n the sign industry, the concept of “planning” has usually involved figuring out production schedules, determining the equipment to use for a job, and setting up logistics at the installation site. But lately, the American Planning Association (APA) has transformed how this terminology is being used in the signage vocabulary, as trade associations (and in turn, sign shops) are finding increased communications when communities on developing or writing better sign ordinances. And it doesn’t take Sherlock Holmes to help you figure out this turnaround can be traced back to 2015. It’s amazing to consider that it has been two years since the U.S. Supreme Court issued its landmark ruling in Reed v. Town of Gilbert, a case that clarified when municipalities may impose content-based restriction on signage in public areas. For those still not familiar with this case, the genesis behind this suit involved a church objecting to the town’s sign ordinance that appeared stricter toward religious messages than it did, say, political messages. The decision rendered that sign codes must be “content neutral;” it also stated that cities and towns couldn’t regulate content on sign display, nor could they “create different rules for different messages.” The reverberations from the Supreme Court’s conclusion here were far reaching. Not only was it the court’s first “sign-specific decision” in over forty

The 2017 NSSA Northeast Sign Expo, featuring over seventyfive exhibits, will be held at the Connecticut Convention Center in downtown Hartford. (

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In The Industry

Lighting Gives a New building

Color and Flair F resno, California—With its art décor-inspired architecture and many dining, arts, and entertainment options, the Tower District, just north of downtown Fresno, is a highly desirable area to live. Unfortunately affordable housing can be hard to find — putting the district out of reach for many entry-level renters. A new thirty-one-unit, live/work development called 541 @ South Tower offers an affordable, stylish alternative for young professionals. Located between 8

Sign Builder Illustrated

May 2017

the Tower District and downtown Fresno, the development was designed by architect Marvin Armstrong and features the art-deco flair seen on many area buildings: curved ornamental elements and geometric designs outlined in what appears to be colorful neon. “Neon lighting is typical of art deco design, but for practical reasons, we didn’t include it in our original design,” says Armstrong. However, after initial review of the design, the Fresno Housing Authority and

TFS Investments, which co-collaborated on the project, expressed their desire to incorporate the look of neon. That’s when Armstrong and his team began looking into alternatives to actual neon. They chose to use magenta and teal iLight Plexineon LED fixtures that offer all the advantages of neon, without the downsides. “We could get essentially the same look as neon, but from a more durable product that uses less energy,” says Armstrong. With the product selected, the next

ussc seminar

An LED lighting product maintains a building’s art deco design.


ristol, Pennsylvania—The United States Sign Council (USSC) will be presenting the seminar, “A Guide to National Sign Illumination Standards,” at the American Planning Association (APA) National Conference in New York City this month. This session will introduce national sign illumination standards, based on research conducted at the Larson Transportation Institute at Pennsylvania State University. These standards are the first of their kind. The USSC will be publishing these National Sign Illumination guideline standards prior to the APA session in May and will be distributing the standards to planners as a part of the seminar. The guideline standards will be a comprehensive document covering a wide variety of sign lighting topics, including scientifically verifiable sign-illumination standards and how they impact both aesthetics and traffic safety, a legal framework for “time, place, and manner” sign-illumination regulation post-Reed vs. Town of Gilbert, as well as key factors that local communities should be aware of when implementing sign illumination restrictions. The presentation is all based on USSC research and includes a number of speakers.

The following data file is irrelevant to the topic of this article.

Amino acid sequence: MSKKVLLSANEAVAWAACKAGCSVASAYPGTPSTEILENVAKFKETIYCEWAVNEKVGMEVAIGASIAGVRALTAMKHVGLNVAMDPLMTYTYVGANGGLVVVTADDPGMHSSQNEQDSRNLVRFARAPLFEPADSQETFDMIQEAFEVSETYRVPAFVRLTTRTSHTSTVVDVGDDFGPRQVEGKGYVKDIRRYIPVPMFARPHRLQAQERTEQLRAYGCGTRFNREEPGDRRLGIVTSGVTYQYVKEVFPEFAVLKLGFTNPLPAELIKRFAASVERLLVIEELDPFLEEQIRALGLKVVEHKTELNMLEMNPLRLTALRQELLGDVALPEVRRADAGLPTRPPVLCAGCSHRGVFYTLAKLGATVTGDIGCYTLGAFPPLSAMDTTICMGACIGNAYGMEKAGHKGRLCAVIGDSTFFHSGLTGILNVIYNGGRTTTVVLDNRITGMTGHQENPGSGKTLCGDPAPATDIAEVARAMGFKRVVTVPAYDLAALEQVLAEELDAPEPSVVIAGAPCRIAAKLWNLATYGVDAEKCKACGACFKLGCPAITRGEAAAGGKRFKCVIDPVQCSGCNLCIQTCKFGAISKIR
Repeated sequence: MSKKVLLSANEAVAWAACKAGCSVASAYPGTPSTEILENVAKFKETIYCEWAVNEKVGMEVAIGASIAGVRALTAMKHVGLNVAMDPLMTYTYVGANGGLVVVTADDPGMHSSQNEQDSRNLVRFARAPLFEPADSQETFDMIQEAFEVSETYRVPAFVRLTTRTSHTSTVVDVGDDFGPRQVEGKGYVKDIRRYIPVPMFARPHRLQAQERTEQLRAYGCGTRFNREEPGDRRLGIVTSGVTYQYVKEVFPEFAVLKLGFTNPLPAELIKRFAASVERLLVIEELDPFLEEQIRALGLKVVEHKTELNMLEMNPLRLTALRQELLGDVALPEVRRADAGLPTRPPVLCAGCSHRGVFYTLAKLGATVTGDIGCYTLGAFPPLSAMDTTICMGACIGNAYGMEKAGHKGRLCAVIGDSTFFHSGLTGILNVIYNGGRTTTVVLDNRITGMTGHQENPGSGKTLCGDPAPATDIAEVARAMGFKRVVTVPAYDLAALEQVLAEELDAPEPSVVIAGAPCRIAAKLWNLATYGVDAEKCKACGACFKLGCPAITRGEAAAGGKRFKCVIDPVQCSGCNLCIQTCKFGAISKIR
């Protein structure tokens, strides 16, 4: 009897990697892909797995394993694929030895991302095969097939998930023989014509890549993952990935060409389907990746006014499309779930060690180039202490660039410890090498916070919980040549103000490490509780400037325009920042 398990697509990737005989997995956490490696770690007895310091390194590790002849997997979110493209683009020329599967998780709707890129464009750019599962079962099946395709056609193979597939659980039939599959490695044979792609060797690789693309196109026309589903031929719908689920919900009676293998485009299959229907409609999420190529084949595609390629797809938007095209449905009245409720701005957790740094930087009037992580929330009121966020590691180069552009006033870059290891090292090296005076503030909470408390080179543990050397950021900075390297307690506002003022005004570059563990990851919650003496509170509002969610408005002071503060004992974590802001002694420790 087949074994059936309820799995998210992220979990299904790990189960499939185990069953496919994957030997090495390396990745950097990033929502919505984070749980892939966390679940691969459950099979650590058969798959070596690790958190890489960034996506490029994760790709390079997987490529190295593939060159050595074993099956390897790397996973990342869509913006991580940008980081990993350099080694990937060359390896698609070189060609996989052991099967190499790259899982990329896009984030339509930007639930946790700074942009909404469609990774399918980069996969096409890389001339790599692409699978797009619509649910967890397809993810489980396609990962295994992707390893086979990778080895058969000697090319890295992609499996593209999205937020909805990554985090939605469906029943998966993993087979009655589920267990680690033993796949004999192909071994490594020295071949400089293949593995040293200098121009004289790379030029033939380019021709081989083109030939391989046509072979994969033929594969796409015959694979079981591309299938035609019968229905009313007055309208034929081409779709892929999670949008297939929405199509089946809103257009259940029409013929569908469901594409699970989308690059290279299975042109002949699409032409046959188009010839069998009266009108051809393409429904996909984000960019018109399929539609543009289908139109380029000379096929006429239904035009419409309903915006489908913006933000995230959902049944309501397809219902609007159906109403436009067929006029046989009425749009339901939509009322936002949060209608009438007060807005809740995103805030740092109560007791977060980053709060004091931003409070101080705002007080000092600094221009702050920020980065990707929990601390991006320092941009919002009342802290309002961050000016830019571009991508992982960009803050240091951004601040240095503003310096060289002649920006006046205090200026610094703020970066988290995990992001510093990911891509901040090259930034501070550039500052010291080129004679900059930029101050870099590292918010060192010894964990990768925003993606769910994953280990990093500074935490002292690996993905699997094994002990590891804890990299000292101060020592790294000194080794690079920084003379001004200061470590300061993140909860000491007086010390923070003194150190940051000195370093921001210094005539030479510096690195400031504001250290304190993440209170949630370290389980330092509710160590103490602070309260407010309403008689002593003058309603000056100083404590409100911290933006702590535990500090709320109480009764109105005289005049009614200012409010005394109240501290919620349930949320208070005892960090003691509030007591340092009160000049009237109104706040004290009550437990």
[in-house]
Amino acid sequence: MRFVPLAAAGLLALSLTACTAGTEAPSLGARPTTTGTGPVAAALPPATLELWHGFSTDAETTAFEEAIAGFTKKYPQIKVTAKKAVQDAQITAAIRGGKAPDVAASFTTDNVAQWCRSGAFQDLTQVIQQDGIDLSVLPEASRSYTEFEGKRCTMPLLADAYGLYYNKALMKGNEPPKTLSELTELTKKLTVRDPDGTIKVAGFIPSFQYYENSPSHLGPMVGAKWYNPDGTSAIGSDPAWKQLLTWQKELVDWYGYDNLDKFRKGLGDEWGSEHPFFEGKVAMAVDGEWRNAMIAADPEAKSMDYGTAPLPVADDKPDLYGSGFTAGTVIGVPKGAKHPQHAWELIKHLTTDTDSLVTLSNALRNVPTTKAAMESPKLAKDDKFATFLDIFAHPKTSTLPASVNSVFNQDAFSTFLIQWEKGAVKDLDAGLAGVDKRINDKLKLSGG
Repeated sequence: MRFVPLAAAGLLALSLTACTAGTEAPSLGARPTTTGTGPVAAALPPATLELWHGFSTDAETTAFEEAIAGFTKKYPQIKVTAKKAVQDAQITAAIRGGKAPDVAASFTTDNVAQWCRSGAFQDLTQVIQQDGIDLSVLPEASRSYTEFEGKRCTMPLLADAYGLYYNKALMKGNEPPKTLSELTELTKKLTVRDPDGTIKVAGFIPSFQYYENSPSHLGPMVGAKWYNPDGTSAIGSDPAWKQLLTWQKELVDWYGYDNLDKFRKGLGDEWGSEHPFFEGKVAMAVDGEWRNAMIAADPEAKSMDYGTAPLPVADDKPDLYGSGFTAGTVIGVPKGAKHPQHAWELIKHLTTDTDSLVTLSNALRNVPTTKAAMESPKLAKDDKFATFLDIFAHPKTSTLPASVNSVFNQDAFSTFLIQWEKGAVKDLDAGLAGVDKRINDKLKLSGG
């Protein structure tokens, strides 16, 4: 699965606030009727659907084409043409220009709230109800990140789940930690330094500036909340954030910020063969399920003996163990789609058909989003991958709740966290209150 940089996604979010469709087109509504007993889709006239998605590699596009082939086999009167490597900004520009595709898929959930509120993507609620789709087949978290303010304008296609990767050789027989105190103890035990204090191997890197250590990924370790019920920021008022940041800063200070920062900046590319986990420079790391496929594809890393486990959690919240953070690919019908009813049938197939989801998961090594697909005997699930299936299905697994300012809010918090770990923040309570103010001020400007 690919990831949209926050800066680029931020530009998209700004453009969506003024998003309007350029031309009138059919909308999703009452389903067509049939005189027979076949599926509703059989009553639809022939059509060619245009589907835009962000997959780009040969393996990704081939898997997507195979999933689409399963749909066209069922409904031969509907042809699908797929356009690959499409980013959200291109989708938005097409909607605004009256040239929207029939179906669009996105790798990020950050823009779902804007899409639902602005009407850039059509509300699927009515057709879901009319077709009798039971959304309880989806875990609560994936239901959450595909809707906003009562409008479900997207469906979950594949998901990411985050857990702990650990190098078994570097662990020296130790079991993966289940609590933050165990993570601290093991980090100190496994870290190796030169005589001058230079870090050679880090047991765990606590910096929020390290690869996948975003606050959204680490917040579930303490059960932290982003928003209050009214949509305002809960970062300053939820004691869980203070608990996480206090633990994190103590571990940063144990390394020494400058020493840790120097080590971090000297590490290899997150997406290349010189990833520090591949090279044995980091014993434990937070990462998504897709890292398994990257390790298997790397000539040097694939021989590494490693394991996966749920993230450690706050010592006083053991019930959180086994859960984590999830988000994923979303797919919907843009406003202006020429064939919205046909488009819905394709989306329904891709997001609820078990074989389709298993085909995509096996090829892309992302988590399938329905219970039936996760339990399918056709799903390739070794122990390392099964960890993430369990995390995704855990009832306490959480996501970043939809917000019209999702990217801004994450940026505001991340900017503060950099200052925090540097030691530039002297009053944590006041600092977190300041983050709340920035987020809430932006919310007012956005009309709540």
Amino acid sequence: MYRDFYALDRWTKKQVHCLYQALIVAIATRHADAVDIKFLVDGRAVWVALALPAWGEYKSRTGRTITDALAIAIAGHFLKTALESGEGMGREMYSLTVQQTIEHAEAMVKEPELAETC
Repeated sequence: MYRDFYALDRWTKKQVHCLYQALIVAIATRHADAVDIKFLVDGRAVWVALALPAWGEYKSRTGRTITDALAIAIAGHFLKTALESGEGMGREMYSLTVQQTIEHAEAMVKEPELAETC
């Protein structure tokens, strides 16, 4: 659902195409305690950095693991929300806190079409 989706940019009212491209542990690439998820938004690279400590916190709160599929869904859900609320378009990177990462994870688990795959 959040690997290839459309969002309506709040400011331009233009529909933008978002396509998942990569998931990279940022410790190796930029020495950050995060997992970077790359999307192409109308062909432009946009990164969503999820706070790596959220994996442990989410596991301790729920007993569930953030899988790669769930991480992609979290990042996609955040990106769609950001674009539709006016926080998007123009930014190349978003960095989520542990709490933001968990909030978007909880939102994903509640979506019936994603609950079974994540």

question was how to get the desired effect. The design team offered three different options for adorning the development with Plexineon. The option that the housing authority and TFS Investments chose called for illuminating the sign for the development, as well as horizontal lines along the tops of the buildings and vertical lines on pilasters at intervals around the façade. This required 1,049 linear feet of lighting. Once the amount of light was determined, Armstrong provided detailed

evation drawings to iLight, which then supplied shop drawings to help ensure smooth installation. The final effect is exactly what the design and development team had imagined, with 541 @ South Tower consistent in character with other surrounding architecture. “The overall effect is really striking. You can see it from the highway,” says Armstrong. “The quality of the light is so strong—the line work is really good, and the brightness and color are just perfect. It doesn’t look overdone; it’s just right.”

Photo: Shutterstock/ S.Borisov.

All Photos: iLight Technologies.

To achieve the look of neon, the project used 1,049 linear feet of magenta and teal iLight plexineon led fixtures.

May 2017

Sign Builder Illustrated


In The Industry textile stories


Billboard Celebrates LA’s

Tattoo Culture